What neither of us could have known at the time is that nine and a half years later, on December 1, 2016, the city would dedicate its New York AIDS Memorial Park at St. Vincent’s Triangle, across Seventh Avenue from the old hospital location, with its magnificent eighteen-foot steel canopy sculpture, itself composed of smaller triangles within triangles in remembrance of the gay men lost to the epidemic, and overall intended to commemorate the 100,000+ New Yorkers lost to the plague over the years.
New York AIDS Memorial Park sculpture at St. Vincent’s Triangle in Greenwich Village (User: Fulbert-Own work; licensed for use under CCBY-SA4.0).
Today the face of AIDS in this country has changed almost unrecognizably from that spring day in 2007, let alone from the era during which the AIDS ward at St. Vincent’s played such an important role in the epidemic. From a disease seen as primarily afflicting white, gay men, it has moved heavily into minority populations. New infections have fallen dramatically, along with the death toll over the years as new medicines to control HIV’s damage to the immune system have been been rolled out. Preventive medicines have come into use. Above all, the hysteria so rampant over the disease from all sectors of society—but especially among members of the homophobic right-wing happy to condemn all gay people to incarceration or worse because of the disease—has died down. Truly, as suggested by the title of my story about Andrew Holleran, in regard to AIDS we live on shifting ground.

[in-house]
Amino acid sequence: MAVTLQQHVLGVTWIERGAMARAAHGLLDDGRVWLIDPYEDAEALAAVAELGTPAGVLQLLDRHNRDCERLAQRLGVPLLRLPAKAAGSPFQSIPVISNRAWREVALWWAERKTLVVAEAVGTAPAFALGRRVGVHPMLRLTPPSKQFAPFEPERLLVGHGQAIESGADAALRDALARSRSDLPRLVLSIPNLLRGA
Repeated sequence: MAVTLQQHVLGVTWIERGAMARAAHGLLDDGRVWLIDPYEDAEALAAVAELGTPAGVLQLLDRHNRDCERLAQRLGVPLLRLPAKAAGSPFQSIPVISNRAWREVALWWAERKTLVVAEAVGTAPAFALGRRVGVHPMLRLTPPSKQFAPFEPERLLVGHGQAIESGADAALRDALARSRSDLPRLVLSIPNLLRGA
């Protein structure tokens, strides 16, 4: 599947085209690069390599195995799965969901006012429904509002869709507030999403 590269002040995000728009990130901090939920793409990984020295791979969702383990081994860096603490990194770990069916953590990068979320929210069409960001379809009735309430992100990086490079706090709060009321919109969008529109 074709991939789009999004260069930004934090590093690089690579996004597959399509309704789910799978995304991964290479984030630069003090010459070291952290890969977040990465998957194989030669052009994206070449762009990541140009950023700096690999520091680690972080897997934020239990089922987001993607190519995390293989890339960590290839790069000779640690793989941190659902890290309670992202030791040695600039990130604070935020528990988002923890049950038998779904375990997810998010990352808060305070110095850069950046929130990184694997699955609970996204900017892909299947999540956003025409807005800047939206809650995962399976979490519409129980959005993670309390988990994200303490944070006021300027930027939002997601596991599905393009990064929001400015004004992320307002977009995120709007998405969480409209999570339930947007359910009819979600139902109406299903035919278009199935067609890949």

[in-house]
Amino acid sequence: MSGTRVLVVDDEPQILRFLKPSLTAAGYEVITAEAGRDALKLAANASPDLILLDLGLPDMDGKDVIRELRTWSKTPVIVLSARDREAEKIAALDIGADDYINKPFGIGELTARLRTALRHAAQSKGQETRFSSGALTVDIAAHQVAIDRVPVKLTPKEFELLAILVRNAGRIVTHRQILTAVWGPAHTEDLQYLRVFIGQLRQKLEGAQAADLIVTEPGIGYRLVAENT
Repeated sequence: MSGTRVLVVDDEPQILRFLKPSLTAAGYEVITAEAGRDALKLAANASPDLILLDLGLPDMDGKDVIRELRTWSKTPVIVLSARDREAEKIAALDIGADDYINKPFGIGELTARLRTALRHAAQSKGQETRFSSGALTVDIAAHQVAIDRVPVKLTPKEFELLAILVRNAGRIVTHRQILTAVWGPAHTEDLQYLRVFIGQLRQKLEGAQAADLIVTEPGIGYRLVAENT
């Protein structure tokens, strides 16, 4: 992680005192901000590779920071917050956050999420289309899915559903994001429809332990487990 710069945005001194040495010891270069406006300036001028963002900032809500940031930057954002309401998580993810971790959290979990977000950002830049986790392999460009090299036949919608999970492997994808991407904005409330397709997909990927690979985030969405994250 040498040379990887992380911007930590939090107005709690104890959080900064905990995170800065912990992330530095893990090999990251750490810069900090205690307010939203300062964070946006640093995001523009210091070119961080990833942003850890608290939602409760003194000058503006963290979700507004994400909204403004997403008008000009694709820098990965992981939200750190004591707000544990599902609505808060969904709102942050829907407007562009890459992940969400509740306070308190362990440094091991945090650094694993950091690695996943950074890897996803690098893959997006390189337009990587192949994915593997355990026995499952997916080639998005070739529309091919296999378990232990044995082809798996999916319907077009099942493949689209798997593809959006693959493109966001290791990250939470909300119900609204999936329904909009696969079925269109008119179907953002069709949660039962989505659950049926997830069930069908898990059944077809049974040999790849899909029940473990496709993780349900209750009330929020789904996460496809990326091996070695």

Still, what remains elusive is a cure. To that we should add the need for an effective vaccine that could stop the virus from infecting anyone, as we’ve succeeded in doing with polio and measles among other viral diseases. If and when that day comes, the ground related to AIDS will feel solid again in a good way, closing a miserable chapter of history played out for far too long.
Now wouldn’t that be cause for celebration?